Eva’s Story

CampCam&Evabell Grace Hoyt

Who was SHE to me?

If you’re reading this right now, you are probably thinking about who Cam was to you.  Maybe she was a cousin, a niece, a granddaughter, or perhaps a sibling, or your baby girl.  A complete stranger.  Or like me, a best friend.

I met Campbell in first grade.  From the moment I met her I knew I wanted to be her friend.  She lit up every room she walked into, and always was so nice, and so HAPPY.  We quickly bonded, along with my still Best friend, Ava.  The three of us were almost inseparable – BFF. Best Friends Forever, wherever life took us.  By the time Ava and I met Camy, she had already been diagnosed with cancer.  Although we knew what that meant, it didn’t make us afraid of the “if’s” that came along with cancer.  We loved our best friend with or without cancer, and nothing could change that.

I remember in first grade, Cam would often have to come in late to school, so Ava and I would switch off going to greet Cam and walk her into school.  Every day that we went to greet her, she always had on an outfit of blue, purple or (usually) pink – each accompanied by a matching hat with a big fun flower, in addition to a Camy smile.

In second grade, neither Cam or Ava was put in my class, and although I had been put with my other best friend Blythe, it wasn’t the same.

I had a birthday party around January, and I remember that Cam had been really disappointed because she had a long surgery and couldn’t come.  I was pretty disappointed myself, but knowing that the surgery was helping her sickness, I was able to let it roll over.

A few days later, I got a package wrapped in birthday paper, addressed to me from Cam.  Just unwrapping the paper and I knew what it was.  A Ukulele, pink, just like the one Cam had in her room that I fancied over each and every time I went over to her house.  Now I had my own.

We remained BFF’s for a while after that.  Soon enough, school was out.  It was summer time.  Which meant, more time to play and hang out with my friends.  The first month or so was pretty awesome, just like an ordinary summer.  But then cancer started to get worse for Cam.  I was only about 8 at the time, so my optimistic self was pretty…optimistic.  I truly believed that she would get better and then all would be well.  Maybe the cancer would go away for good this time.

But it didn’t.

As it got worse and worse, I got pretty worried.  Then it got really bad.  I remember my parents telling me that she was so sick she couldn’t walk or talk.  That got me pretty scared.  Still, I thought she would be okay.  I truly believed she would get better.  I had faith.  I had hope.

Then, one cloudy and dreary day, I was in my mom’s car.  It was just me and her, driving home from an orthodontist appointment.  The subject of Cam came up.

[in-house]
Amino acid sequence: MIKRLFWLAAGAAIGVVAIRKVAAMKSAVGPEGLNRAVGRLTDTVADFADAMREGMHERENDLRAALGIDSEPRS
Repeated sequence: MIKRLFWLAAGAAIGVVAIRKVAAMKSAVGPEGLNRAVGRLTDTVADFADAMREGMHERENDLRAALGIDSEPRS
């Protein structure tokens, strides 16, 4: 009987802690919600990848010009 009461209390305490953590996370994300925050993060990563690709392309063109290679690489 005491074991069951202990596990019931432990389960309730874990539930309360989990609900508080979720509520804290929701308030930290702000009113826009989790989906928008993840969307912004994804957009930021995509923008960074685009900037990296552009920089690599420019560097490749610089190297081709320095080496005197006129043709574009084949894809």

I roughly remember the conversation we had, but I know it started something like my mom saying, “She’s not doing so well Eva.”  I responded with a regular optimistic Eva answer on the matter – “But she’ll get better.  I know it, I believe.”

I had been looking out the window, but the unbearable silence of my mom not answering my response made me look at her face in the rear-view mirror.  She looked nervous, uncomfortable even.  Finally, she responded.

“I don’t know, honey”

A silent tear rolled down my cheek.  That had not been the answer I was expecting.

“What?” I croaked.  I looked back out the window.  The day was so gray.  And Cam wasn’t around to make the sun come out.  When would I see her again?  Was she going to get better? Was Mom truly unsure of what would lie ahead for Cam?  Thoughts circled my head.

“Do you mean she is going to die?” I asked so quietly I hardly hear myself.

“I don’t know, Eva.  I don’t know.”

I did end up seeing Cam again.  It would be the last time I would see her with her eyes mostly open.  Mrs. Hoyt lead me into the living room where Cam lay very still on an armchair.  I took a deep breath.  I walked over.  I took a seat.

“Hi Cam!” I said carefully, as though if I spoke too loud or too forcefully I might break her.  I could see a little light flicker inside her eyes, and I think she tried to smile at me.  I forced a smile at her.  I looked around.  Everyone was watching us.  My mom.  Cam’s parents. Cam’s siblings.  Cam’s dog, Storm (or Stormy to Cam), lay sad on the floor.  I noticed a pile of books on a small table next to the couch.  I picked up a Frozen themed book.  Campbell loved Frozen.  We used to watch it all the time.  Opening the book, I began to read.

I couldn’t look out the window on the way home.  It was too sunny.

Campbell Grace Hoyt passed away on August 22, 2014.  And even though that was over 3 years ago, I still miss her.  I always will.

Some days, when I’m feeling down, I think what life would have been like if she was still alive, still with me.  But that’s not reality.  Cam is gone.  I can still miss her.  I can still love her.  But I have to accept that she is not coming back.  God chose this path for her.  And he sent her down to us to be our sun on a cloudy day.  Someone who would love us beyond imaginable, and teach us that happiness and love is always possible and that we should be grateful of the love and happiness given to us in our lives.

We love you Camy.

You incredible, brave, beautiful girl.